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Ecuadorian Shrimp Test Positive for Coronavirus
On July 16, positive SARS-CoV-2 test results were obtained for samples taken from shipping container inner walls as well as the outer packaging of three batches of frozen Ecuadorian whiteleg shrimp in Dalian and Xiamen. Consequently, several other locations throughout China heightened their testing procedures for food products. As of July 16, samples taken from the outer packaging of frozen Ecuadorian shrimp in Chongqing, Jiangxi and Yunnan had all successively come back positive. Fortunately, no related cases of people being infected have yet been reported, and all of the sites involved have been locked down and disinfected.
Earlier on July 10, China’s General Administration of Customs, the National Health Commission and the State Administration for Market Regulation made a nationwide announcement requiring the emergency disposal of certain frozen shrimp originating from Ecuador. The qualifications for three registered Ecuadorian enterprises have also been suspended, and their imported goods have been blocked, returned or destroyed.
Although there is currently a lack of evidence to support the transmission of the novel coronavirus from contaminated food to humans, the positive samples do indicate that the food safety measures employed by some enterprises may be inadequate, leading to a risk of contamination of packaging and shipping containers.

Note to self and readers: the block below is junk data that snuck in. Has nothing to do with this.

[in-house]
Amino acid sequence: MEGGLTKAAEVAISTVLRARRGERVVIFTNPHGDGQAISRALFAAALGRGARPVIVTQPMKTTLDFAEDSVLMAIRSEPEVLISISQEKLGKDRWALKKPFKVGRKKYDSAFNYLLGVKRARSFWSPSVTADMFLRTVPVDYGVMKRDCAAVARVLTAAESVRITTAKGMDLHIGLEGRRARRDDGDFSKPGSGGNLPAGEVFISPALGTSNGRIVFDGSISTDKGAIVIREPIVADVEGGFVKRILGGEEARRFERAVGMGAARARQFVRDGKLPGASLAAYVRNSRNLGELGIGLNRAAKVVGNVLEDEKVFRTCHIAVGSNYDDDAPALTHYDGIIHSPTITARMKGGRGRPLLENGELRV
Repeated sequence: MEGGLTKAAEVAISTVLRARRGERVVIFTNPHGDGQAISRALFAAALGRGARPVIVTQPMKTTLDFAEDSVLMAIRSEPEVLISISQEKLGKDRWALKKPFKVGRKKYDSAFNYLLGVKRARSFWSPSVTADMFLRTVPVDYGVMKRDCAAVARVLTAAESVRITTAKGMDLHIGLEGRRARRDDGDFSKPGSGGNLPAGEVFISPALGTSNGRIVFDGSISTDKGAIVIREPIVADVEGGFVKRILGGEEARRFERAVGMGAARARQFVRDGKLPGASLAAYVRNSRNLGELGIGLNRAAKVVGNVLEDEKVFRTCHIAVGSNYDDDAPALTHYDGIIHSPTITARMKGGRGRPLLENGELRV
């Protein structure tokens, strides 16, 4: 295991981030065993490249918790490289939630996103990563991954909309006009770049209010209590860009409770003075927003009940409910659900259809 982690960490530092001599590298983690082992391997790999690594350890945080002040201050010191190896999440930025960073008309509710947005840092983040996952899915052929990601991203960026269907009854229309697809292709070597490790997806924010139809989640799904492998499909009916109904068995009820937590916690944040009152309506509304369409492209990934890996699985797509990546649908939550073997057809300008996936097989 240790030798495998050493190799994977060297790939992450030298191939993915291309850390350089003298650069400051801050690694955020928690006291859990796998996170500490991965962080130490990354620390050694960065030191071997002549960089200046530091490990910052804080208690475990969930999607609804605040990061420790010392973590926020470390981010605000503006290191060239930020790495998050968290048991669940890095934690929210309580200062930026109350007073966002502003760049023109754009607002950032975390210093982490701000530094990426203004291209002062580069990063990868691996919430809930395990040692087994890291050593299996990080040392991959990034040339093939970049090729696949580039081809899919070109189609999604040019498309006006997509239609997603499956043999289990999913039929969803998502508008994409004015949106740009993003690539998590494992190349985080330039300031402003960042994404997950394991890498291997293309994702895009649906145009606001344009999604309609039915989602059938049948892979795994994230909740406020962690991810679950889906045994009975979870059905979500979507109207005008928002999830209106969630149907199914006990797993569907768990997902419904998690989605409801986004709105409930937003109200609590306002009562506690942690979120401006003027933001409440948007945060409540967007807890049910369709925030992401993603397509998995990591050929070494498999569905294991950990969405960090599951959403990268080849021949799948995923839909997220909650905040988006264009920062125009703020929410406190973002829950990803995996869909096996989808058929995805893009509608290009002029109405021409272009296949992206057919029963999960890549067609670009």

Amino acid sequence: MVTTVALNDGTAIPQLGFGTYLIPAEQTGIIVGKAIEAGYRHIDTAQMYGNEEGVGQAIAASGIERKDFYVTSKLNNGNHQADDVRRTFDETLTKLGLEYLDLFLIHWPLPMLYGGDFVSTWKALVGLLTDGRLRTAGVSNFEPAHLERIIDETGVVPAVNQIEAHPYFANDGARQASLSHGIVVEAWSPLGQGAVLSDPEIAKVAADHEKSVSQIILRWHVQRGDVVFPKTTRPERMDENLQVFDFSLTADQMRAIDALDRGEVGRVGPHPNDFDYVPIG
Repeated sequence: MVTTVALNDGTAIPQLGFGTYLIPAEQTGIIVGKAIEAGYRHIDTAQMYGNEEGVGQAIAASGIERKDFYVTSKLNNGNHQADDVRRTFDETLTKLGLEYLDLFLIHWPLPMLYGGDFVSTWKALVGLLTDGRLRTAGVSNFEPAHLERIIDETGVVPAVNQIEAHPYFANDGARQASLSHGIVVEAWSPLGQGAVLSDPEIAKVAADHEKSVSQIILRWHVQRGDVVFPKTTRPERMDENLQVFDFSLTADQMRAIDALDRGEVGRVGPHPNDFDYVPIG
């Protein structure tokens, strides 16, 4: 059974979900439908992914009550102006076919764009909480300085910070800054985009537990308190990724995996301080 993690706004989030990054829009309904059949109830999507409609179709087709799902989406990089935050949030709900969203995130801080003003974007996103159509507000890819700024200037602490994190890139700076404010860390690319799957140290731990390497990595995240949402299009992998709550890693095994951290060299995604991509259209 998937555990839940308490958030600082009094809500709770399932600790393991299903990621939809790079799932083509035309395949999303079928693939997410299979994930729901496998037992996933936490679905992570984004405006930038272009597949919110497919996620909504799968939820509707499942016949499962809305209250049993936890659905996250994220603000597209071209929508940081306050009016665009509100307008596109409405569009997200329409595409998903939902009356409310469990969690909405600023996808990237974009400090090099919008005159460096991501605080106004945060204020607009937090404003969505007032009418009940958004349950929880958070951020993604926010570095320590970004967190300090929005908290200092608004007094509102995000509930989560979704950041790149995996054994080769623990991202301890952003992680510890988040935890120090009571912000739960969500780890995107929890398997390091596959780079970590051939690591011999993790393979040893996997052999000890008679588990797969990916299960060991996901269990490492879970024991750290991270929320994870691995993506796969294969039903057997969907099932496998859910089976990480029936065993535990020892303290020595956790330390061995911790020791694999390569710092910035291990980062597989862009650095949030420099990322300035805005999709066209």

According to Bi Kexin, director of the GAC’s Bureau of Import and Export Food Safety, the increased SARS-CoV-2 testing for refrigerated food products has not affected normal international trade, although it remains an important preventative measure to ensure that the coronavirus does not make its way into the country via refrigerated food imports and is in compliance with sanitary and phytosanitary measures set by the World Trade Organization as well as Chinese law. Such measures were taken to protect people’s health.
Wu Zunyou, a leading infectious disease expert at the Chinese Center for Disease Control and Prevention, noted that although the positive samples demonstrate that the virus can potentially enter the country by way of imported seafood, the issue of whether this could lead to a new outbreak requires further investigation. He further indicated that frozen items in particular should undergo heightened testing or simply not be imported at all, especially from countries currently experiencing an outbreak.
At a press conference regarding coronavirus prevention work in Beijing on July 12, Pang Xinghuo, vice chairman of the Beijing Center for Disease Prevention and Control, reminded people to wear single-use gloves or cover their hands with single-use plastic bags prior to handling fresh produce, meats or other fresh items at the market, rather than directly touching them. Furthermore, after returning home, people should immediately wash their hands to avoid contaminating their home.
This article was translated from Chinese. Read the original article.
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